Problems & Puzzles: Puzzles

Puzzle 279.  Faride Firoozbakht asks for the next term.

Faride Firoozbakht asks for the next term in the following two alike sequences:

1) 17, 73, 2475989, ?

Here 17 = p(1*7); 73 = p(7*3) and so on...

2) 14, 154, 1196, 279174,?

Here 14 = p(1)*p(4); 154=p(1)*p(5)*p(4), and so on...

In both sequences p(i) represents the i-th prime.


Solution:

Contribution came from Sambit Nayak and Jim Fougeron:

I tested all primes (> 2475989), up to the 200,000,001 th prime. (The 200,000,001 th prime is 4,222,234,763.) But I could not find any prime satisfying the property of the sequence. Based on these results, I guess that there is no other term in the sequence.

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Faride reports the following:

Next term of the sequence A097223 (17,73,2475989,...) is greater than 12207648773 and the next term of the sequence A097227 (14,154,1196,279174,...) is greater than 11400000000.

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Jim Fougeron found no solution for part 1) up to 12B and for part 2) up to 10^64. Here is his email:

I checked part a up to about 12B. No good values found.

For part b, I started a "slow" search, then realized that I could speed things up significantly. My method is this. First, we are simply looking for "good" permutations of mixed base numbers. I will show (in decimal) the pattern that gets all usable permutations:

1111
1112
1113
...
1119
1122
1123
1124
...
1129
1133
1134
...
1199
1222
1223
...
9999

As you can see, 0's are not used (they are invalid). Also, we skip from 1119 to 1122. This is because 1120 has a zero. 1121 is 1112, and thus a dup. Also, keep in mind that the decimal representations shown above (say 1123) are actually in base prime, this 1123 is 2*2*3*5 which we will be computing, and converting back to base 10.

Using the above method, I created a program which would start from the 1111.....111 value, and compute this in base-prime (vs in base 10). I then created a function that is sent a "base" digit, and the result digit, and the would update the "base-prime" number. Thus, if computing the current number, 33355556 (which is 5^3*11^4*13), the next number would be 3335557, I would simply call the function passing it 13 and 17. Thus 13 is divided out, then 17 is multiplied in (since p(6)=13 and p(7)=17).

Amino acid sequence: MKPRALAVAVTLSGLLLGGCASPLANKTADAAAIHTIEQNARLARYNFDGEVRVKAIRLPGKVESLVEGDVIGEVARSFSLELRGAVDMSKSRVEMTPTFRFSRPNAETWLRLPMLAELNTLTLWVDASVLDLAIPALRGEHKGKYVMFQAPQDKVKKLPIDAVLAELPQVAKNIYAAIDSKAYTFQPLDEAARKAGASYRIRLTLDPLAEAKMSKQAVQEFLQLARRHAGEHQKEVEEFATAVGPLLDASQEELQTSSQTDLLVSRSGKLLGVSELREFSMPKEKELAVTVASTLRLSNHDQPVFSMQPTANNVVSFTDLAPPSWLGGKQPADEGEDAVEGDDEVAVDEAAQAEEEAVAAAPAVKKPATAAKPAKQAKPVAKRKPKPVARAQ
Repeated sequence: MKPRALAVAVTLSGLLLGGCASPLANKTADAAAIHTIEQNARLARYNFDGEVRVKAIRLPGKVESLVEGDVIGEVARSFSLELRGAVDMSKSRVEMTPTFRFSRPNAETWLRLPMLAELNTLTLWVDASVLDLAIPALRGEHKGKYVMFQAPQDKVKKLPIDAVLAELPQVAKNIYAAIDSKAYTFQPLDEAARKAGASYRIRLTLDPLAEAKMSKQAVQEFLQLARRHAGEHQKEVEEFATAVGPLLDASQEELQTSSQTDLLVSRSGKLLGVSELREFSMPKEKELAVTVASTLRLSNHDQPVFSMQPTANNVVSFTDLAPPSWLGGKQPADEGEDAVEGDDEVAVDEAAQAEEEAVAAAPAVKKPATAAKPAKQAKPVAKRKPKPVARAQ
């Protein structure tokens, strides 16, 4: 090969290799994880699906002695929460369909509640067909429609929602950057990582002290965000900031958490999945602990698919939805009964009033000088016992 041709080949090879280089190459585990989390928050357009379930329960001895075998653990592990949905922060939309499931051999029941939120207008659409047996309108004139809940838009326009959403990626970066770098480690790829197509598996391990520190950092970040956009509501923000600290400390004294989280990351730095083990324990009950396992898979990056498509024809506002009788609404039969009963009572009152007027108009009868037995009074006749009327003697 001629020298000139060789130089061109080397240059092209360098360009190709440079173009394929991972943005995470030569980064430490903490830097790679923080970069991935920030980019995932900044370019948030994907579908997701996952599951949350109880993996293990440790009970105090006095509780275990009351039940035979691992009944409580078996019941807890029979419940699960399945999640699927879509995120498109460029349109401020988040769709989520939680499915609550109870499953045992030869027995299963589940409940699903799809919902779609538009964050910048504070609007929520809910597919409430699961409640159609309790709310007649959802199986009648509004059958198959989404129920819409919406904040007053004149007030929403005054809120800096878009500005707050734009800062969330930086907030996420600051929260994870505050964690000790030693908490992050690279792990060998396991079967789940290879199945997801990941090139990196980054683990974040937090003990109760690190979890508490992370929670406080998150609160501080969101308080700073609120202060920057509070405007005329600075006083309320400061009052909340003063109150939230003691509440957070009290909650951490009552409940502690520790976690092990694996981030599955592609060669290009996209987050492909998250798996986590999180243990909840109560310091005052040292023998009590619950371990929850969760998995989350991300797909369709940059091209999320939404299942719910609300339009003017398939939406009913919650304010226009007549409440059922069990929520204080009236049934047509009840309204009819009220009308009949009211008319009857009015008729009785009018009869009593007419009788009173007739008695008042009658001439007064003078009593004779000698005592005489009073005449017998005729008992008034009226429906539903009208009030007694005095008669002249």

At each step, this "base-prime" number is converted into a base-10 number. This was only done if the number was "in range" (i.e. had the same number of decimal digits as we are using. Thus, if the base-10 number of 5^3*11^4*17 contained the digits 33355556, (it is 31112125) then we have success. These digits can be in any order, but ALL must be accounted for, with no extras. A quick check is during the base-10 conversion, if there are any '0' digits, then abort, as there can be no 0's due to p(0) not making since.

I have checked up to 9999999..999*10^64 with no successful values. The 10^64 stopping point was due to the time the program was taking to run, and due to I was using a 64 bit integer to track which digits were used, while searching between the original "permutation" base-10, and the base-10 from the base-prime to base-10 conversion. I could easily write the program to handle more than 64 digits, but I  imagine this puzzle will be very hard to find the next value. That value might have 1000's of digits (just a wild guess, as it could have only 65 digits :)

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